TRAP program returns. If this variable is not set, procmail will
set it shortly before calling up the TRAP program.
- This variable is assigned to by procmail whenever it is
delivering to a folder or program. It always contains the name of the last
file (or program) procmail delivered to. If the last delivery was to
several directory folders together then $LASTFOLDER will contain the
hardlinked filenames as a space separated list.
- This variable is assigned to by procmail whenever it is
told to extract text from a matching regular expression. It will contain
all text matching the regular expression past the ` \/' token.
- Assigning a positive value to this variable has the same
effect as the `shift' command in sh(1). This command is most useful
to extract extra arguments passed to procmail when acting as a generic
- Names an rcfile (relative to the current directory) which
will be included here as if it were part of the current rcfile. Nesting is
permitted and only limited by systems resources (memory and file
descriptors). As no checking is done on the permissions or ownership of
the rcfile, users of INCLUDERC should make sure that only trusted
users have write access to the included rcfile or the directory it is in.
Command line assignments to INCLUDERC have no effect.
- Names an rcfile (relative to the current directory) to
which processing will be switched. If the named rcfile doesn't exist or is
not a normal file or /dev/null then an error will be logged and processing
will continue in the current rcfile. Otherwise, processing of the current
rcfile will be aborted and the named rcfile started. Unsetting
SWITCHRC aborts processing of the current rcfile as if it had ended
at the assignment. As with INCLUDERC, no checking is done on the
permissions or ownership of the rcfile and command line assignments have
- The version number of the running procmail binary.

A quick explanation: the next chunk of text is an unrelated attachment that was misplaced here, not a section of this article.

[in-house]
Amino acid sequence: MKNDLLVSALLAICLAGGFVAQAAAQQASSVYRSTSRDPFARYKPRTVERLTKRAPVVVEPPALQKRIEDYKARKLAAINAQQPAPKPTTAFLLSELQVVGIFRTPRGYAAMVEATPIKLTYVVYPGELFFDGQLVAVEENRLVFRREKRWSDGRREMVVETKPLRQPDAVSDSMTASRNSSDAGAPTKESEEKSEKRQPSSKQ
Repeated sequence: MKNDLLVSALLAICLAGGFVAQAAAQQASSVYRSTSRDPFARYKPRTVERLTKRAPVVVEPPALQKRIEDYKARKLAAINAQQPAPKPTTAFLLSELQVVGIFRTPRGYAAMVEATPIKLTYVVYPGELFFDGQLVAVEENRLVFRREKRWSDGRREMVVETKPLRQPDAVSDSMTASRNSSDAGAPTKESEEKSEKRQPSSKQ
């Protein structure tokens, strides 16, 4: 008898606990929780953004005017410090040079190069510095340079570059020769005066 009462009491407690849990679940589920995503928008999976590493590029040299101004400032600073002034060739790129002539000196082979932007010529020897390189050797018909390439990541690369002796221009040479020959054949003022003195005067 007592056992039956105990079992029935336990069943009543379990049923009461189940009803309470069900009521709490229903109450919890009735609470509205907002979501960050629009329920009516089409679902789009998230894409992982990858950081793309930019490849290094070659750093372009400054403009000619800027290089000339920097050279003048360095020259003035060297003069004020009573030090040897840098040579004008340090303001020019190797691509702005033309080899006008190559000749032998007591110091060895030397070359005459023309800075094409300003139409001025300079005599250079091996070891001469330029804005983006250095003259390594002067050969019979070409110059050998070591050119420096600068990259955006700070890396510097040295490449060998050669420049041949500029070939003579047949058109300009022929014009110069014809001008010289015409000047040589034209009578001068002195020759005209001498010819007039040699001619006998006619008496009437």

- This variable will be set to a non-empty value if procmail
detects a buffer overflow. See the BUGS section below for other
details of operation when overflow occurs.
- Comsat(8)/biff(1) notification is on by
default, it can be turned off by setting this variable to `no'.
Alternatively the biff-service can be customised by setting it to either
`service@', `@hostname', or `service@hostname'. When not specified it
defaults to biff@localhost.
- If set to `yes' procmail will drop all privileges it might
have had (suid or sgid). This is only useful if you want to guarantee that
the bottom half of the /etc/procmailrc file is executed on behalf of the
- Start of a line.
- End of a line.
- Any character except a newline.
- Any sequence of zero or more a's.
- Any sequence of one or more a's.
- Either zero or one a.
- Any character which is not either a dash, a, b, c, d
- Either the sequence `de' or `abc'.
- Zero or more times the sequence `abc'.
- Matches a single dot; use \ to quote any of the magic characters to get rid of their special meaning. See also $\ variable substitution.
- ^ or $
- Match a newline (for multiline matches).
- Anchor the expression at the very start of the search area,
or if encountered at the end of the expression, anchor it at the very end
of the search area.
- \< or \>
- Match the character before or after a word. They are merely
a shorthand for `[^a-zA-Z0-9_]', but can also match newlines. Since they
match actual characters, they are only suitable to delimit words, not to
delimit inter-word space.
- Splits the expression in two parts. Everything matching the
right part will be assigned to the MATCH environment variable.
Philip A. Guenther